During a championship baseball match, the three brothers hear that their grandfather in Japan is in trouble, and head out to help him, conceding the match. When they arrive in Japan, they ... See full summary »
17 year old Pete Riley works at the local 26-screen megaplex. He, the senior manager of the theater, and all the other employees are working to keep the theater neat for the giant premiere ... See full summary »
In a small Massachusetts town, two bumbling criminals mistakenly kidnap a maid, thinking her to be the wife of a prominent businessman. D.C., short for Darn Cat, is an alley cat who, while looking for his nightly snack, stumbles upon the kidnap victim, bound and gagged in a shed. The kidnap victim scratches a plea for help on the back of her wristwatch and puts it around the cat's neck. Patti finds the watch and links it to the missing maid. Playing amateur detective, she enlists the aid of an FBI agent, Zeke, who has been assigned to the case. Patti and Zeke follow D.C. through tight openings to track down the captive. Written by
"That Darn Cat" is a makeover of the Disney film with Haley Mills. This time around, the world is darker, the main character is darker...and the cat is darker.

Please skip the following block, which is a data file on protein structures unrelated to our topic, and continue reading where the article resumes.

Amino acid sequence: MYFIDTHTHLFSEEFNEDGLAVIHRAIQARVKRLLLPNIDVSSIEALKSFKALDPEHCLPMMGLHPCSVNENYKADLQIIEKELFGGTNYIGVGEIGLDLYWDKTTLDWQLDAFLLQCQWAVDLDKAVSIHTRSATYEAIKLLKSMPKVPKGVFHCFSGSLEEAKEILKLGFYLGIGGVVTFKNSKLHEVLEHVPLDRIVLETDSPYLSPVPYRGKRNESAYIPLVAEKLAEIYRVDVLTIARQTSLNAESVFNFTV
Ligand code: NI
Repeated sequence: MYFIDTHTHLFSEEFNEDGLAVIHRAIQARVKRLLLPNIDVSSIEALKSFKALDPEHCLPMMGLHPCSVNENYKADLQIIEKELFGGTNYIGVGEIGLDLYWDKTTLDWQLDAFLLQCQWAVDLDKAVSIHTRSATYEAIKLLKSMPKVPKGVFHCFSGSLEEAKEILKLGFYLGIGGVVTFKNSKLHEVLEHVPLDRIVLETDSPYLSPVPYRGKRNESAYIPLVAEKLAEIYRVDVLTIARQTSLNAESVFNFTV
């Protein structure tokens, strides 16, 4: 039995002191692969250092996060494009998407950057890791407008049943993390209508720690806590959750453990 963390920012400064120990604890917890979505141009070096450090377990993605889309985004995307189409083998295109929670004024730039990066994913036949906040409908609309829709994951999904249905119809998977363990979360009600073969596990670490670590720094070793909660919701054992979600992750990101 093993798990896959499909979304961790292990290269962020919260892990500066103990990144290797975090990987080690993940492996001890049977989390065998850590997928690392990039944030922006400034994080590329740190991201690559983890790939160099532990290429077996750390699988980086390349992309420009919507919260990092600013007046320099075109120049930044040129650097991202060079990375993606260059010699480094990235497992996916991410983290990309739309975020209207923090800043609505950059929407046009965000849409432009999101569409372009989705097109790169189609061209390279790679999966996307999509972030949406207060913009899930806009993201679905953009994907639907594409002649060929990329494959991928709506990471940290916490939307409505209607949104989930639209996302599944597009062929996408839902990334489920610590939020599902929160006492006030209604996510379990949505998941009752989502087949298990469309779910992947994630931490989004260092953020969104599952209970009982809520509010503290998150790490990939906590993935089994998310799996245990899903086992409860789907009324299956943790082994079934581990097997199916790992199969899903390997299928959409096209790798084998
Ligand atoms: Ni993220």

Christina ("Addams Family," "Sleepy Hollow") Ricci is the main character for our story. She's a psychopathic, Gothic creature with black all around. She moves to a new town, finds a new cat, finds a new mystery, and solves it (I wasn't expecting that). Along the way is Thomas F. Wilson, better known as Biff from "Back to the Future," and Michael McKean--who does a bunch of nothing considering how funny the guy usually is.
"That Darn Cat" fails on a lot of levels. It's watchable, and probably should be seen once on TV, but I wouldn't go out of your way to see it.
Christina Ricci is fine as the title character; but I found that the whole moody, Gothic thing was a bit overdone--whether it was on the script like that or not, it was overbearing. They kept stressing to the audience, "This girl is dark," but I think I got it the first time.
Dean Jones, from the original "That Darn Cat," makes a few cameos in this flick. Whatever happened to him? The last I remember him in a film without being a cameo was "Beethoven"...
Thomas F. Wilson does seem to prove he can act out characters other than Biff, Griff and Buford Tannen, but if I were him I wouldn't quit the day job just yet--a film like this isn't going to get him back in the acting arena.
The film's gags don't exactly work all the time. Sometimes they work a little bit, but on the whole, this film is a pretty big mess that should only be seen on television when nothing good is on.
2/5 stars -
P.S.--Be on the lookout for cameos galore, including "Cheers" man John Ratzenburger.
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